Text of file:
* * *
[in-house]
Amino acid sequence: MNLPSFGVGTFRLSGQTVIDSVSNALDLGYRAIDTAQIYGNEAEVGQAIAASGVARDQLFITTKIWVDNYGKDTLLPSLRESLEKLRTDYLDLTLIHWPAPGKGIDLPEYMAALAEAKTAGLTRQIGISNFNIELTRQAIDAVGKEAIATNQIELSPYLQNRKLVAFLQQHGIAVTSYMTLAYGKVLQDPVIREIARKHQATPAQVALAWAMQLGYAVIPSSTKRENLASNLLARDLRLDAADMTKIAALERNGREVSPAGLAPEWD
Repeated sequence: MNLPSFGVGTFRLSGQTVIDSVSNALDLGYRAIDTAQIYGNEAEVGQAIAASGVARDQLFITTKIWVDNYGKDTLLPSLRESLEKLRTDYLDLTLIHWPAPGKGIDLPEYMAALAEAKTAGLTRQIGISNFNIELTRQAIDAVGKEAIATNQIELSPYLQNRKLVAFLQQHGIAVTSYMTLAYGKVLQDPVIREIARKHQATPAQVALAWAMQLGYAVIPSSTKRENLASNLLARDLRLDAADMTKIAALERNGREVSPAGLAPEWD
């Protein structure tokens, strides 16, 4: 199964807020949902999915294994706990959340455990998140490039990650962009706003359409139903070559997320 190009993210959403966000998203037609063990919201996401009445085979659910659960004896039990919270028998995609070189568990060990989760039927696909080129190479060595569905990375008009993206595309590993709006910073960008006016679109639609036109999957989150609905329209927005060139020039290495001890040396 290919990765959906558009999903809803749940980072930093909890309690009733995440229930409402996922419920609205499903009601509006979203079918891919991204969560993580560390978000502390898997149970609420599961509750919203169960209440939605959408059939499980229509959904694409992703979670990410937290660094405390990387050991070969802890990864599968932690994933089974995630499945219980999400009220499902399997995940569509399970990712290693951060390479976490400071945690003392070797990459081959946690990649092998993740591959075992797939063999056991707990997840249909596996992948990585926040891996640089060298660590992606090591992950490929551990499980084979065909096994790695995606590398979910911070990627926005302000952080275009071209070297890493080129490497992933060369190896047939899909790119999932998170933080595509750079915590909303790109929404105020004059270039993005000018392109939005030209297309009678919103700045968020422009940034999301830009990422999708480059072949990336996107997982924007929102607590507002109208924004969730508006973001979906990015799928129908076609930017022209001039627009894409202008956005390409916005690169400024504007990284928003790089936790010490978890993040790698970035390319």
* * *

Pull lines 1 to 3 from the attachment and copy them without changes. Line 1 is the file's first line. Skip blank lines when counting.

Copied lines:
[in-house]
Amino acid sequence: MNLPSFGVGTFRLSGQTVIDSVSNALDLGYRAIDTAQIYGNEAEVGQAIAASGVARDQLFITTKIWVDNYGKDTLLPSLRESLEKLRTDYLDLTLIHWPAPGKGIDLPEYMAALAEAKTAGLTRQIGISNFNIELTRQAIDAVGKEAIATNQIELSPYLQNRKLVAFLQQHGIAVTSYMTLAYGKVLQDPVIREIARKHQATPAQVALAWAMQLGYAVIPSSTKRENLASNLLARDLRLDAADMTKIAALERNGREVSPAGLAPEWD
Repeated sequence: MNLPSFGVGTFRLSGQTVIDSVSNALDLGYRAIDTAQIYGNEAEVGQAIAASGVARDQLFITTKIWVDNYGKDTLLPSLRESLEKLRTDYLDLTLIHWPAPGKGIDLPEYMAALAEAKTAGLTRQIGISNFNIELTRQAIDAVGKEAIATNQIELSPYLQNRKLVAFLQQHGIAVTSYMTLAYGKVLQDPVIREIARKHQATPAQVALAWAMQLGYAVIPSSTKRENLASNLLARDLRLDAADMTKIAALERNGREVSPAGLAPEWD